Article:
Witnessed a crime in Troup County? There’s an app for that
Have a crime tip for authorities in Troup County? There’s now an app for that.
The Troup County Sheriff’s Office on Tuesday launched a mobile phone application that allows users to upload tips and photos anonymously, listen to Crime Stoppers podcasts, receive alerts and traffic advisories and share YouTube videos with friends.
“This is something that’s been a long time coming,” Sgt. Chad Mann said, adding the app appears to be the first of its kind. “It’s just another way for people to be our eyes and ears.”
The free application was made available for download in the iTunes App Store and the Android Market. Mann said the app cost less than $5,000 to develop, a price he said was well worth the potential benefits.
“The immediacy is there,” Mann said. “We have so much out there and so many things going on with social networking that we needed to tie that all together, especially seeing the growing market with mobile phones.”
The app comes at a time when law enforcement agencies here and around the country are creating Facebook and Twitter accounts, seeking to take advantage of the growing popularity of social networking sites and mobile phones. As of December, about 31 percent of mobile consumers in the U.S. owned smartphones, according to Nielsen, which expects that number to increase to more than 50 percent by the end of the year.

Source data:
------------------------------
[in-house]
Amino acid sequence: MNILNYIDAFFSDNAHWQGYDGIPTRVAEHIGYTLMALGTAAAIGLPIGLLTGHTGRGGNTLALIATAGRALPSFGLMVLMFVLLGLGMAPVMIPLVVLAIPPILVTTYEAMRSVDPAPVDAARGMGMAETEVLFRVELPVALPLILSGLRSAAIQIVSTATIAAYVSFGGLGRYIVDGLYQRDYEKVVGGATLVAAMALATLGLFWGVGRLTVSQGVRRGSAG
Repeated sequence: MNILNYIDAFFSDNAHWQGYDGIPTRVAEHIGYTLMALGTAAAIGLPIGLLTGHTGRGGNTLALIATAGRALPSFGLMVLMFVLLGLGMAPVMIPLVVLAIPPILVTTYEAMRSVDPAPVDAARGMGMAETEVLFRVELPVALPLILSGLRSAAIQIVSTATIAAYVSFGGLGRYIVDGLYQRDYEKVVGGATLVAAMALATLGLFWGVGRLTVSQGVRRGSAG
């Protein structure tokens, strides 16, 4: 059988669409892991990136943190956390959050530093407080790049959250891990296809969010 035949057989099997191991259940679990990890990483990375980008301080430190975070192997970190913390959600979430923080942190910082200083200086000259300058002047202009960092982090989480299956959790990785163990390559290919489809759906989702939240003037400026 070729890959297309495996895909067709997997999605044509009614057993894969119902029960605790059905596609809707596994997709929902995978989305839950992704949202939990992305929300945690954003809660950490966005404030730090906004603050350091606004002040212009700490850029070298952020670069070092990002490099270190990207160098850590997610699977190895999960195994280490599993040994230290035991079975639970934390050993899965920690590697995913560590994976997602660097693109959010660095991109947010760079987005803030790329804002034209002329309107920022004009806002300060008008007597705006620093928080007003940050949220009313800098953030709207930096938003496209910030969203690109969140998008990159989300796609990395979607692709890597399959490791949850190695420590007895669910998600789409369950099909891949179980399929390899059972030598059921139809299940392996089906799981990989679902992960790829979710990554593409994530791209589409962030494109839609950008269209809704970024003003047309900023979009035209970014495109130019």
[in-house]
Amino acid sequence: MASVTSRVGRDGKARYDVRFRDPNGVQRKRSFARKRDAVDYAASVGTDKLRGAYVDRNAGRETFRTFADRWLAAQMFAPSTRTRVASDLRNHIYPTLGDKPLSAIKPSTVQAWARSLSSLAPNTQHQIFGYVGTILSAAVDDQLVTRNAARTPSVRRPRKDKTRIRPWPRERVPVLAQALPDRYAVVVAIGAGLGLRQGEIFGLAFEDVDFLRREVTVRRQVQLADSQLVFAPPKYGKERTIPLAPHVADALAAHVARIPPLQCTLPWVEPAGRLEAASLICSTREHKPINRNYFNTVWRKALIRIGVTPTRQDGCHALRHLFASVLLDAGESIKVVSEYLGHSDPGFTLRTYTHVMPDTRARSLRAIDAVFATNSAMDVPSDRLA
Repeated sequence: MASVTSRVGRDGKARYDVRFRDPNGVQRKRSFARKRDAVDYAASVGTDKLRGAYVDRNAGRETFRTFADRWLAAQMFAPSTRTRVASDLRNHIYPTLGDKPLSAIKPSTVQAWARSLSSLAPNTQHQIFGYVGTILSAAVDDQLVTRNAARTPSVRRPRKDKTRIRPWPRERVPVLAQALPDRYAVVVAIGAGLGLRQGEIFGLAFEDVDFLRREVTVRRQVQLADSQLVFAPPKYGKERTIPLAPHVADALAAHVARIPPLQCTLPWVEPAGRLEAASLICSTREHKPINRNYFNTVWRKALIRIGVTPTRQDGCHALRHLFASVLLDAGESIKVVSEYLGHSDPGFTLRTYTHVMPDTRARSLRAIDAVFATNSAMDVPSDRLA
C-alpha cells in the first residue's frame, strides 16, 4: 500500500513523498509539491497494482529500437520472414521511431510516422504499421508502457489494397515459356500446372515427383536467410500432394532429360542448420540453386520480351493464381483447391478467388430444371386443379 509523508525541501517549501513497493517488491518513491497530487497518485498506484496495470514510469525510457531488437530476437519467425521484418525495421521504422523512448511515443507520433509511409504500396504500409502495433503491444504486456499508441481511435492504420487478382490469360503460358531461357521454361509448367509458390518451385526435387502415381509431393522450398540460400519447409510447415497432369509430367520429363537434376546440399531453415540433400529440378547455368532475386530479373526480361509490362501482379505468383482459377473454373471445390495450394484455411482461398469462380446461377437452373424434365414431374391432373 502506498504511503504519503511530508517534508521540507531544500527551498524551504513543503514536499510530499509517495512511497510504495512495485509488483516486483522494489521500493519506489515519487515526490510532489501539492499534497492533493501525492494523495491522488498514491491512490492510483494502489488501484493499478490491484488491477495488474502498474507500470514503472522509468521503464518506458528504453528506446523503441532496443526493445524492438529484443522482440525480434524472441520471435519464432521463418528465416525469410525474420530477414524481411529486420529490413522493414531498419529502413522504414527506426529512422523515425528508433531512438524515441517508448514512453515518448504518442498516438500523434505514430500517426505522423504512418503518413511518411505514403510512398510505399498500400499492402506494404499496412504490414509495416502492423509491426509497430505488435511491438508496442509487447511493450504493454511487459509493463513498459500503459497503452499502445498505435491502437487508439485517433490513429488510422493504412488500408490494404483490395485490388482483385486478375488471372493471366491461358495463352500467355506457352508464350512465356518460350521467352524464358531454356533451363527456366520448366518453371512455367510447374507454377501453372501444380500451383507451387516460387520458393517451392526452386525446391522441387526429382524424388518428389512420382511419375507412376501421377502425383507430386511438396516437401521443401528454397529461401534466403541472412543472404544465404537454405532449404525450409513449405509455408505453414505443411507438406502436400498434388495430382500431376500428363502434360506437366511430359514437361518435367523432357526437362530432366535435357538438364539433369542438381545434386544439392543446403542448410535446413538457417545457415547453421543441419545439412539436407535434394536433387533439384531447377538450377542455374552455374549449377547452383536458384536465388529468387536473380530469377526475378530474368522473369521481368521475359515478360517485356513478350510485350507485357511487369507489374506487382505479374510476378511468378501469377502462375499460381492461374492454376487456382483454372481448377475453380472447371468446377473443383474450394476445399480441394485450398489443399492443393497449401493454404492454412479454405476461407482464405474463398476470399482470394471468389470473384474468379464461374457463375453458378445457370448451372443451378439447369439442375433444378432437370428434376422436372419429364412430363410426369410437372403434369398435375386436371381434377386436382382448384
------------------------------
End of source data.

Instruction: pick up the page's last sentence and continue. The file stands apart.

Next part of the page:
“What’s important about the app has less to do with this specific app than the emerging trend in mobile use,” said Emmett Murphy of 3 Click Media, the Washington, D.C., firm that developed the Troup County app. “Mobile devices have become the real emerging market, and within a very short period of time, most of us will be getting information on a mobile phone.”
Ben Halpert, an Atlanta author and expert on social networks, said he expects Troup County residents to make good use of the app.
“People want to be part of the community, and when they use a social networking application, it makes them feel like they’re part of something bigger,” Halpert said. “And it’s always nice to help out law enforcement.”